Civ Pro 2 Notes 8/18/04


Get more from your procedure!


In Civil Procedure I, everyone deals with jurisdiction, venue and Erie.  We did a little bit on the decision to litigate: remedies and financing.  We did a survey with stuff like pleadings, complaints, motions, joinder, discovery, and trial.  This is a survey course!  But it doesn’t teach you how to do stuff.  It does give you a working knowledge of the steps in the litigation process.


We will do a unit on pleading, followed by a unit on joinder (how to join claims and how to join parties).  This is the bulk of the course, or at least the most important part.  Then we go to discovery, where there are some newish rules.  Then we’ll do resolution without trial (like motions to dismiss and summary judgment).  We’ll look at trial (judge, jury, burden of proof, and stuff like that).  Then, hopefully, appeals.  He’s doubtful we’ll get there, but we’ll try.


The Five Themes of the Course


1.     Power – how is it distributed?  Rules allocate power between different parties.  The way we draft and interpret the rules will change the way different people in a lawsuit will have power in that dispute.

2.     Interrelatedness – The Rules are a system.  Changing one part of the system could have a dramatic effect on other parts.  We tend to be, as rule-makers, stingy about changes due to the potentially “ripple effects”.

3.     Balancing of interests – The Rules try to balance interests that often compete.

4.     Costs associated with choices

5.     Efficiency vs. equity


Hopefully, everything we do with touch these themes.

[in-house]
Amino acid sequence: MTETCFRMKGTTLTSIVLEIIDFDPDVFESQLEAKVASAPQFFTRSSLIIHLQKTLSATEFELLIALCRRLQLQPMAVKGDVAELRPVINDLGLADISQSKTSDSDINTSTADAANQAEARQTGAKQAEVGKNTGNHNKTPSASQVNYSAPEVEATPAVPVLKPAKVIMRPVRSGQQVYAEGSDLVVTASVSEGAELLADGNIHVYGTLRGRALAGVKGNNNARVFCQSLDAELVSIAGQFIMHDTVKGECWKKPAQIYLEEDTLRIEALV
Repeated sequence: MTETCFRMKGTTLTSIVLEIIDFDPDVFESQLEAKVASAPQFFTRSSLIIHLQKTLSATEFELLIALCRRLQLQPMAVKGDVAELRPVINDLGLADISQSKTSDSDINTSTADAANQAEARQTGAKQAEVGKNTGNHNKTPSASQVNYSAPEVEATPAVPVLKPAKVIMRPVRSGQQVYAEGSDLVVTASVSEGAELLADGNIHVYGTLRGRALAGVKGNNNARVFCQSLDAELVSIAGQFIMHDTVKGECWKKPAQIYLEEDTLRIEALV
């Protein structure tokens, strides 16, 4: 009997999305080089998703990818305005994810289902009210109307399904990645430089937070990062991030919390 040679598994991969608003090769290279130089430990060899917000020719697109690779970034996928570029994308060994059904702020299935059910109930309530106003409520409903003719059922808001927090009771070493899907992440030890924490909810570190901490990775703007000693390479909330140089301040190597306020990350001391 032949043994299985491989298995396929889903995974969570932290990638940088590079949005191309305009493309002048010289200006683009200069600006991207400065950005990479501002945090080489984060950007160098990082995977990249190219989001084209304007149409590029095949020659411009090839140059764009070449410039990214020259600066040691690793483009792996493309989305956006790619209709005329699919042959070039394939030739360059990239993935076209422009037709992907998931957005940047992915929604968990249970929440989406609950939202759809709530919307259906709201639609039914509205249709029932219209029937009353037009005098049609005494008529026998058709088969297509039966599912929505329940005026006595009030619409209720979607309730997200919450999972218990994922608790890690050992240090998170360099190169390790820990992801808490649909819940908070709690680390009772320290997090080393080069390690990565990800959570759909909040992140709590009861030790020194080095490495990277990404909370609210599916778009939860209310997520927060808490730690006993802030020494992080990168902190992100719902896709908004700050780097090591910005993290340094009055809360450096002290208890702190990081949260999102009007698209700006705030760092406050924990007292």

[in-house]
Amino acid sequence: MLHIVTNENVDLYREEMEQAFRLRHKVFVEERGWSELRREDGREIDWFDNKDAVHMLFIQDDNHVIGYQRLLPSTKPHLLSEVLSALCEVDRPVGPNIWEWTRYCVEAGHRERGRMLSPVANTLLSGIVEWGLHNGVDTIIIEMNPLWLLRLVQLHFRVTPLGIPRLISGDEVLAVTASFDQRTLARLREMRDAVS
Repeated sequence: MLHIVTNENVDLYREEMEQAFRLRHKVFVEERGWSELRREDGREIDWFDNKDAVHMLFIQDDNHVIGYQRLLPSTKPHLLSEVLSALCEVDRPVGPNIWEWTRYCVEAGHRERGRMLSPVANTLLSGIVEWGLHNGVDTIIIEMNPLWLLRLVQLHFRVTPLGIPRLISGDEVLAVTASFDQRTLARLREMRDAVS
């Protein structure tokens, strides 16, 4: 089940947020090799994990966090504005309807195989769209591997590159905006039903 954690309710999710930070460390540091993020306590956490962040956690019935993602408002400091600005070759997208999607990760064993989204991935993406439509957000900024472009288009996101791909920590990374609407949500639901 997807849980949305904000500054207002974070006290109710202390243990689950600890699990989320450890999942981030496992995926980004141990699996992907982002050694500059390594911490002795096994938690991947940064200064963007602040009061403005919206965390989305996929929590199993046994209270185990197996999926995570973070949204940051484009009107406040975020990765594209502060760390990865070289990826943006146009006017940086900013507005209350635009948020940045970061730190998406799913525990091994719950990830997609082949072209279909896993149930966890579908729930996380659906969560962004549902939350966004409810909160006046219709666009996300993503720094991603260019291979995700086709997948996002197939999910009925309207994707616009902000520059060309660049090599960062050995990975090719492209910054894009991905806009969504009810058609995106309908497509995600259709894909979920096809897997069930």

The Five Pedagogical Objectives


1.     Identify and apply “Black Letter” procedural rules – we’ll learn what notice pleading is, what discovery tools we have, what the requirements for summary judgment are and how they are different than those for a motion to dismiss

2.     Determine the doctrinal and policy implications

3.     Understand theoretical implications

4.     Develop a critical perspective – there are different ways to do procedure.

5.     Critically read cases for procedural issues


Why are the Federal Rules of Civil Procedure important?  Most of the states’ rules have modeled their rules after the Federal Rules.  Remember Erie and the Rules Enabling Act.  The Supreme Court has delegated its responsibility to write the Federal Rules.  There is the Judicial Conference, which has two parts: the Standing Committee and the Advisory Committee.  Congress has the opportunity to accept or reject Rule changes.  For example, should you be able to file things by fax?  Lawyers say yes!  It’s now in Rule 5(b)(2)(D).  You can deliver copies of things by fax as long as you meet the standards of the local jurisdiction.


Congress can intervene unilaterally by creating their own rules, separate from the Federal Rules of Civil Procedure.  Fairman thinks this is bad.  Other people think it’s good.


The state of modern litigation


One of the common criticisms is that we live in an overly litigious society.  Yeazell challenges the idea that there is an explosion of litigation.  Public perceptions cause Congress to make changes in federal practice.  Tort reform and class action reform stem from that.  98% of litigation is at the state level.  Very little is federal.  But the state rules are still modeled on the Federal Rules.  We don’t even have an Ohio Rules course!  So only 3% of litigation goes to trial.  Most litigation settles.  Everything we talk about up to pleading, joinder, and disposition prior to trial is pretty much where litigation is.  Very, very little gets to the trial stage.  There are more jury trials than bench trials.  Contracts plaintiffs and torts defendants tend to win.  So Fairman and others think that tort reform is bad.


What does medieval English royal power have to do with procedure?


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